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HomeFarming NewsIreland’s first motorway average speed camera to be operational next week
Catherina Cunnane
Catherina Cunnane
Catherina Cunnane hails from a sixth-generation drystock and specialised pedigree suckler enterprise in Co. Mayo. She currently holds the positions of editor and general manager at That's Farming, having joined the firm during its start-up phase in 2015.
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Ireland’s first motorway average speed camera to be operational next week

Ireland’s first motorway average speed camera to be operational next week

Ireland’s first mainland motorway average speed camera safety system will be operational next Monday (April 25th, 2022).

Gardaí revealed that they are placing safety cameras on the M7 in Co. Tipperary – between junction 26 and junction 27 – in both directions (eastbound and westbound) from 7 am.

A fixed speed camera captures a vehicle’s speed at a fixed point on the road; average speed camera systems track a vehicle’s speed over a set distance.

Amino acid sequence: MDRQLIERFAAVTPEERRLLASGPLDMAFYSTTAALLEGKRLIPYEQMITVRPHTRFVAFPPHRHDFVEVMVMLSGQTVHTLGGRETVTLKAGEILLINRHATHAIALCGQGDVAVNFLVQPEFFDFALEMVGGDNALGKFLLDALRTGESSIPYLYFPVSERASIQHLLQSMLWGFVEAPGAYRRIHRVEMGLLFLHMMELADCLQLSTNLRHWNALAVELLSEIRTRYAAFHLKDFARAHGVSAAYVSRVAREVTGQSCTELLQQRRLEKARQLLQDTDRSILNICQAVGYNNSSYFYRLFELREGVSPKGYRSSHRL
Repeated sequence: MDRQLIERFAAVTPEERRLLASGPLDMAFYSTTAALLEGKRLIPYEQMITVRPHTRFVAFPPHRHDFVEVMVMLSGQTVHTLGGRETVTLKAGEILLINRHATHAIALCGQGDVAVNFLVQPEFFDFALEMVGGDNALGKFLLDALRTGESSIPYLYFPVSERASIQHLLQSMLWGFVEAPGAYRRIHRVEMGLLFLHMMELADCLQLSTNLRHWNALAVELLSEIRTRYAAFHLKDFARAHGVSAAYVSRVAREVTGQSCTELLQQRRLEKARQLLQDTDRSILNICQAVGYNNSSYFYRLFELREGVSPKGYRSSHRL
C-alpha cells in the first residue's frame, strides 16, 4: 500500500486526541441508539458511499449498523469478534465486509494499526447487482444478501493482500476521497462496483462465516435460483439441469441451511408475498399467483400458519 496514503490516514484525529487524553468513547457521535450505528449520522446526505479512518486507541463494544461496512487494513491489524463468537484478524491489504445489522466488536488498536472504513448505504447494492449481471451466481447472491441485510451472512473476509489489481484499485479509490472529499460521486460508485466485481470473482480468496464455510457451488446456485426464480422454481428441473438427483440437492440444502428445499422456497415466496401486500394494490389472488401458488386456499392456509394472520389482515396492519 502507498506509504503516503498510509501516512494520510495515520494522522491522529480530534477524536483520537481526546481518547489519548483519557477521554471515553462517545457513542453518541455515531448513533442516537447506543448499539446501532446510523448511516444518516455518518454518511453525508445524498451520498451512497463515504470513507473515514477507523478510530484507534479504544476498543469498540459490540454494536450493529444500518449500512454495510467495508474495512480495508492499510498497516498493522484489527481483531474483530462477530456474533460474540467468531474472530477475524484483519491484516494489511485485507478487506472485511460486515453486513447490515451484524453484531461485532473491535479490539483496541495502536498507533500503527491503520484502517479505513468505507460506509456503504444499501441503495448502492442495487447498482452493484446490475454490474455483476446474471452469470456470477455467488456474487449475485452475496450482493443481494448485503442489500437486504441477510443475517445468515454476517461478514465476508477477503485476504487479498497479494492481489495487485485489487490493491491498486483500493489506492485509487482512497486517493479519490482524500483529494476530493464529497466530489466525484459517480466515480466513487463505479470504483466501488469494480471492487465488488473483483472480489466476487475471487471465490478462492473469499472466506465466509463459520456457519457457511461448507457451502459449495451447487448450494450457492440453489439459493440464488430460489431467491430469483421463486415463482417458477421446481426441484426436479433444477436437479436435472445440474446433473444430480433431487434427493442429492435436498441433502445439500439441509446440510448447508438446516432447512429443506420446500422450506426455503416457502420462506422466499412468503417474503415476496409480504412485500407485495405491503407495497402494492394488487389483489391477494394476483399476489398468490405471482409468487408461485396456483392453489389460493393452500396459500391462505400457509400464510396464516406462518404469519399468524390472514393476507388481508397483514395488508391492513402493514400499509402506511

Motorists detected driving more than the 120km/h motorway speed limit are liable to prosecution. The driver will be in violation, and enforcement penalties will apply.

Prosecution will result in a Fixed Charge Notice fine of €80 and three penalty points.

What is an average speed camera safety system?

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Once the average speed safety camera enforcement system determines that a vehicle has exceeded the speed limit, it will automatically create a record of the detection, which it will then transmit to An Garda Síochána for action.

Using this section of the M7 motorway, J26 – J27, drivers will notice large yellow poles with cameras. These poles will support the average speed camera safety system.

Average speed is recorded between two camera positions, the enforcement zone, covering all lanes. Therefore, Gardaí stated that switching lanes would not affect average speed monitoring.

The system will not have flashing lights or other operational indications. However, it will be monitoring “at all times”.

Analysis of traffic data by Transport Infrastructure Ireland shows:

  • Typically, motorists speed on low traffic volume sections of the motorway network throughout the country – speed + rain or hail showers = increased risk of serious accidents.
  • Motorists are not adequately altering their speeds in response to adverse weather conditions (e.g., heavy rain or low road temperatures).

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